NotInHere Re:DRM... (43 comments)

The "best" (as in most effective) DRM ever, in fact.

about a month ago
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Sony To Release the Interview Online Today; Apple Won't Play Ball

NotInHere Re:Actually.. (227 comments)

Of the movies you listed, I've only watched Lucy and Transcendence. While I agree that Lucy is a really bad movie, I think that Transcendence was quite good. Except of the scenes following the "installing satelite drivers" scene, everything was possible to happen in the future. It doesn't give characters the "good" tag or the "bad" tag, breaking with the usual "humans good - skynet bad" principle. There are multiple characters changing sides during the movie. It shows how technology can advance humans, but also shows that it needs to be seen critically, as you don't know whether you really own the device (which can be your artificial limb), or there is a backdoor. Think of those people the AI "healed", they got power but gave up ultimate control over their bodies.
The central questions of the movie are: Can I trust this machine? Can human will be uploaded into a machine, and can it then still feel love?
I think the question "Can I trust this machine?" will be one of the central questions of the 21st century.

about a month ago
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NetworkManager 1.0 Released After Ten Years Development

NotInHere Re:NetworkManager (164 comments)

$ bash -c "compgen -c | grep ^[A-Z] | wc -l"
31
$ bash -c "compgen -c | grep ^[a-z] | wc -l"
5893

  1% is few for me.

about a month ago

Submissions

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Leaked documents show EU council presidency wants to impair net neutrality

NotInHere NotInHere writes  |  about 2 months ago

NotInHere (3654617) writes "The advocacy group "European Digital Rights" (EDRi) reports from leaked documents that the presidency of the council of the EU Italy plans to remove vital parts from the telecommunications package that introduced net neutrality. The changes include removing the definition of "net neutrality" and replacing it with a "reference to the objective of net neutrality", which EDRi critizises impair enforceability. Also the proposed changes would allow ISPs to "block, slow down, alter, degrade or discriminate" traffic in order to meet "obligations under a contract with an end-user to deliver a service requiring a specific level of quality to that end-user". EDRi writes that "[w]ith all of the talk of the need for a single digital market in Europe, we would have new barriers and new monopolies."

The council of the EU is one of its two legislative chambers. The EU parliament can now object or propose further changes to prevent the modified telecommunications package from passing. Currently, Italy is presidency of the council of the EU."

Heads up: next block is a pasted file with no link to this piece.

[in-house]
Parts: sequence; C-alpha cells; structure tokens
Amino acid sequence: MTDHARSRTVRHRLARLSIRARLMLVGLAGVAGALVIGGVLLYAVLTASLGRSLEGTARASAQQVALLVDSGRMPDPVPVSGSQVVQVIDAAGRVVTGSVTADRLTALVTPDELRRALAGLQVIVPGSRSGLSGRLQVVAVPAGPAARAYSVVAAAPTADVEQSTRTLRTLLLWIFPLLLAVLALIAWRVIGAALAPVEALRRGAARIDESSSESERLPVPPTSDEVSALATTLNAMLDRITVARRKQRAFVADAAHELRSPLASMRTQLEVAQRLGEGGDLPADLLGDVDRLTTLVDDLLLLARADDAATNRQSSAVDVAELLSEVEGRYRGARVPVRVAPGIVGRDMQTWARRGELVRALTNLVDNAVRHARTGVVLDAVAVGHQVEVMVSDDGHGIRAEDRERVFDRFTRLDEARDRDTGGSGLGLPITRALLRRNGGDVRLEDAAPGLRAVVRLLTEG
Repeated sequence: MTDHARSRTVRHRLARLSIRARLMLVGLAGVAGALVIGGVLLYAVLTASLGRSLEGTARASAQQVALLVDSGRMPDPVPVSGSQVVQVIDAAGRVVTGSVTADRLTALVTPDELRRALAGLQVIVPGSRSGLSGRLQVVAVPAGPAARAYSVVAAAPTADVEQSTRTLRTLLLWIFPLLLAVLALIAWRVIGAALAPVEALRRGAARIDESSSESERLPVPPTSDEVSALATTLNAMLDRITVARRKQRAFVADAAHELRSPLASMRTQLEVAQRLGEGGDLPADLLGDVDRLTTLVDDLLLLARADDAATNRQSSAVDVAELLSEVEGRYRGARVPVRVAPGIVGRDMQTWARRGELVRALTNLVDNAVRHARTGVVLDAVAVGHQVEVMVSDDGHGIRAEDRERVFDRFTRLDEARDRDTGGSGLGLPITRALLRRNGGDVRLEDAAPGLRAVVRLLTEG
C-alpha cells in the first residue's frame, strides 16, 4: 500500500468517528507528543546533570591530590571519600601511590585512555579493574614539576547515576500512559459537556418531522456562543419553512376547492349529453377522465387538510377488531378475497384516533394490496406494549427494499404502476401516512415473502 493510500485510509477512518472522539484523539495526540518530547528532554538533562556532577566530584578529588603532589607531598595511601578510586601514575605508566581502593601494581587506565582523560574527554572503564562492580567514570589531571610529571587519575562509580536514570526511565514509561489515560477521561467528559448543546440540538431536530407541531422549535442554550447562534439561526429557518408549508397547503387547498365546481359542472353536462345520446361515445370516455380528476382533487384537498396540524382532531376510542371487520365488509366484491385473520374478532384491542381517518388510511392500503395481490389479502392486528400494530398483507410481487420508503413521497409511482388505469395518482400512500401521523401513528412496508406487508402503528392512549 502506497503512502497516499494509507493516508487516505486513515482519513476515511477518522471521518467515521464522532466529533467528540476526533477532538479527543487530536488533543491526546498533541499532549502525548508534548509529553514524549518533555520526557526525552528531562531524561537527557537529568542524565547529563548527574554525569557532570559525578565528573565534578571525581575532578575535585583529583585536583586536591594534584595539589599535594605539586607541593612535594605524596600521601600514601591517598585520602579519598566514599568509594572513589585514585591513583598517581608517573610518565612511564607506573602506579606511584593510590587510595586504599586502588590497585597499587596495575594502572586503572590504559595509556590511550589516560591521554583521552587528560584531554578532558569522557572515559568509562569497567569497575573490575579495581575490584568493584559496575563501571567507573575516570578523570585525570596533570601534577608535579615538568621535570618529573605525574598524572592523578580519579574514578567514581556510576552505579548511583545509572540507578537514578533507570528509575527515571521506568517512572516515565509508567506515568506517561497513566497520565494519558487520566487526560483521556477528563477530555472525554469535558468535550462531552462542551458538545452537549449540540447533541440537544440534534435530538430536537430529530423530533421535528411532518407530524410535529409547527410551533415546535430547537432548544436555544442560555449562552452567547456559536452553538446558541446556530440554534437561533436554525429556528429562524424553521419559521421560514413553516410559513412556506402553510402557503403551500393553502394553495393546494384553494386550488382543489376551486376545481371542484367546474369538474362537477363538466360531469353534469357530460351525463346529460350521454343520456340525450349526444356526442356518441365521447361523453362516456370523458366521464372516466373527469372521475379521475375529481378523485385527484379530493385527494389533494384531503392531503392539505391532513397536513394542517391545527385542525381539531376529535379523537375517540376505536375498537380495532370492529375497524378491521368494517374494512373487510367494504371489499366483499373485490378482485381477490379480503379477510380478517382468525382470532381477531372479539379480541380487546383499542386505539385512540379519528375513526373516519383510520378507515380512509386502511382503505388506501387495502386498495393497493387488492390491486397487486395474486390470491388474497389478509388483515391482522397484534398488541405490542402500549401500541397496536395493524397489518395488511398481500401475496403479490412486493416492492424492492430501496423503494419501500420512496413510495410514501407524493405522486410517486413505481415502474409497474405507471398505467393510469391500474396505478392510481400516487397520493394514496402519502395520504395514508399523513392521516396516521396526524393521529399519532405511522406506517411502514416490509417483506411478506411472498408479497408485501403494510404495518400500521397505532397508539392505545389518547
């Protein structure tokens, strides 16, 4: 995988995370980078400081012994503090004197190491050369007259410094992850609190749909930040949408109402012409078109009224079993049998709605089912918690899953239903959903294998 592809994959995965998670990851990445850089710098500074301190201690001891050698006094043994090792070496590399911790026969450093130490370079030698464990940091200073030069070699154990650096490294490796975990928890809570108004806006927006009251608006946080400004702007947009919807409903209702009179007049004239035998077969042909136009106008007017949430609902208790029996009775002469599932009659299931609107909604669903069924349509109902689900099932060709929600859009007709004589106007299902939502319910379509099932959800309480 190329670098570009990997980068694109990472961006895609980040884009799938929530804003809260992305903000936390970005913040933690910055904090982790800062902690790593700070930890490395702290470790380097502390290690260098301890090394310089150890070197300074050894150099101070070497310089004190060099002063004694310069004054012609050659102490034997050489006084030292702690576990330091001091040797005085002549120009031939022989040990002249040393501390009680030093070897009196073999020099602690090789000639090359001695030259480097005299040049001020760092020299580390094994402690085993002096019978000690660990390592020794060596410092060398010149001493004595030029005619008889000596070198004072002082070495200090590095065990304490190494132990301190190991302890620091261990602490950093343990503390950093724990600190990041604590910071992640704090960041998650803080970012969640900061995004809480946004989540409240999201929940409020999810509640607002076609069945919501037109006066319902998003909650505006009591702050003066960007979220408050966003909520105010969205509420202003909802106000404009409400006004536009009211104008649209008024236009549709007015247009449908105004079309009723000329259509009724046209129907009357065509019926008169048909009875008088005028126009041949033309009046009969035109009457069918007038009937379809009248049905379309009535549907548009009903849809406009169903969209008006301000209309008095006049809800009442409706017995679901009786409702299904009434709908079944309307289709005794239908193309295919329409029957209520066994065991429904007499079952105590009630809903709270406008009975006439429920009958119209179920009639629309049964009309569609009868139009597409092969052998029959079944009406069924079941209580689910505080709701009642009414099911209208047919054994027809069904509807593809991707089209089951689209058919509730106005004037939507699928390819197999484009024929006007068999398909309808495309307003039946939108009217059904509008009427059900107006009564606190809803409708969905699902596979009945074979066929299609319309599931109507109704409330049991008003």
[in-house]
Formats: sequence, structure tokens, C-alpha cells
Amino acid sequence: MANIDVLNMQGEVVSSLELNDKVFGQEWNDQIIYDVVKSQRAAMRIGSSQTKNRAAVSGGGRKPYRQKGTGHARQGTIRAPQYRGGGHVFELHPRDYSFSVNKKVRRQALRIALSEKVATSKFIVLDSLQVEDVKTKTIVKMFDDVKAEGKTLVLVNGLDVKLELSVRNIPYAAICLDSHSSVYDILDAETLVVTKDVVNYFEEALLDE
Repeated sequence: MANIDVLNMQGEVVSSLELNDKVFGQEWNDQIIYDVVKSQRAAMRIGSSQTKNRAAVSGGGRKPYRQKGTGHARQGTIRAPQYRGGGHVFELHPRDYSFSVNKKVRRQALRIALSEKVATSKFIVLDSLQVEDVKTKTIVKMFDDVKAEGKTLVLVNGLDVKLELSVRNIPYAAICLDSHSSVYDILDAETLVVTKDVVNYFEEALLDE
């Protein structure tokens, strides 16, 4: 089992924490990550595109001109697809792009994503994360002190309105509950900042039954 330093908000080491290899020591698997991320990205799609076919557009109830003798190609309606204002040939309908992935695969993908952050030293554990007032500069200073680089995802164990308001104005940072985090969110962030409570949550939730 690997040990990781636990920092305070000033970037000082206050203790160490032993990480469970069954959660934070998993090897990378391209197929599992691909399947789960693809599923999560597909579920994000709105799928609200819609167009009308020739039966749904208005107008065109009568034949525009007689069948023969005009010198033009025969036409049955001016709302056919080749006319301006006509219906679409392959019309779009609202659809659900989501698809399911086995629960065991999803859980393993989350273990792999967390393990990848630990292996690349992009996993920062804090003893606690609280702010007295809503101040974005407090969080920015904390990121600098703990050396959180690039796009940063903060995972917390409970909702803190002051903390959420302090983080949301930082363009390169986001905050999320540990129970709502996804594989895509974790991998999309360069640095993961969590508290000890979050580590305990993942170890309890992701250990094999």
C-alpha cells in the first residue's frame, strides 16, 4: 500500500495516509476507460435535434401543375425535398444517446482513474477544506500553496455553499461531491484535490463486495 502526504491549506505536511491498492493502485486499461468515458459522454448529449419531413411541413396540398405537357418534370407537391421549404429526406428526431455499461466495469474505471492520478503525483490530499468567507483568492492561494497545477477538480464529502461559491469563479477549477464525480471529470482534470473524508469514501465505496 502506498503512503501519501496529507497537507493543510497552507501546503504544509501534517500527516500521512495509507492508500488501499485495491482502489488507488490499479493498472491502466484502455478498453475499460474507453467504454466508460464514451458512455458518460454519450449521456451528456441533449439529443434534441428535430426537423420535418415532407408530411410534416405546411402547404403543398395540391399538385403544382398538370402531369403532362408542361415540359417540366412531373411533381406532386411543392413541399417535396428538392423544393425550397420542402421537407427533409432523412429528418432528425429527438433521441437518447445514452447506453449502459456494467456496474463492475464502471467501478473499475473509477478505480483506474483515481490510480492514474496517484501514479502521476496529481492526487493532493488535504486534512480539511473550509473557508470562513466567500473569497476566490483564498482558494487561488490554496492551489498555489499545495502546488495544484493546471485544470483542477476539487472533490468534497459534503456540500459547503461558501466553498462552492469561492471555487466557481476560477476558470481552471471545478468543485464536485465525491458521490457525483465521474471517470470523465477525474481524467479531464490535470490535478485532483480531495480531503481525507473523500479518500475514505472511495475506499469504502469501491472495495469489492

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Hungary to introduce 62 cents/GB internet tax

NotInHere NotInHere writes  |  about 3 months ago

NotInHere (3654617) writes "In Hungary, the government of Victor Orban wants to impose world's first traffic-based tax of 150 HUF (0.62 USD) per gigabyte of internet traffic. According to economy minister Mihaly Varga, this has been neccessary to "plug holes in the 2015 budget", and to compensate for the people's move of communication habits from 2 cents per min taxed POTS to the untaxed internet. This tax has not just raised criticism by telecom providers, but also resulted in heavy revolts, even though the government later announced to cap the tax at 700 HUF for consumers and 5000 HUF for businesses, and let the telecom providers pay the remaining part."
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Mozilla publishes Online news site "The Open Standard"

NotInHere NotInHere writes  |  about 3 months ago

NotInHere (3654617) writes "According to its Mozilla wiki page, the Open Standard will "explore the role of openness and transparency in all aspects of society". Since the writing of that wiki page, the article "Welcome to The Open Standard" has been published, so The Open Standard (how it got its name here) is officially launched. The article currently has rendering difficulties on my desktop, therefore I'll paste it here:

From its start, Mozilla has advocated for the open, transparent and collaborative systems at work in our daily lives. This is the next step in that mission.

Welcome to The Open Standard.

From the beginning, Mozilla has dedicated itself to advocating for an open Web in wholehearted belief that open systems create more opportunity for everyone.

From its advocacy work to web literacy programs, to the creation of the Firefox browser, Mozilla has exemplified the journalism adage, “show, don’t tell.” It’s in that tradition that we’re excited to bring you The Open Standard, an original news site dedicated to covering the ideas and opinions that support the open, transparent and collaborative systems at work in our daily lives.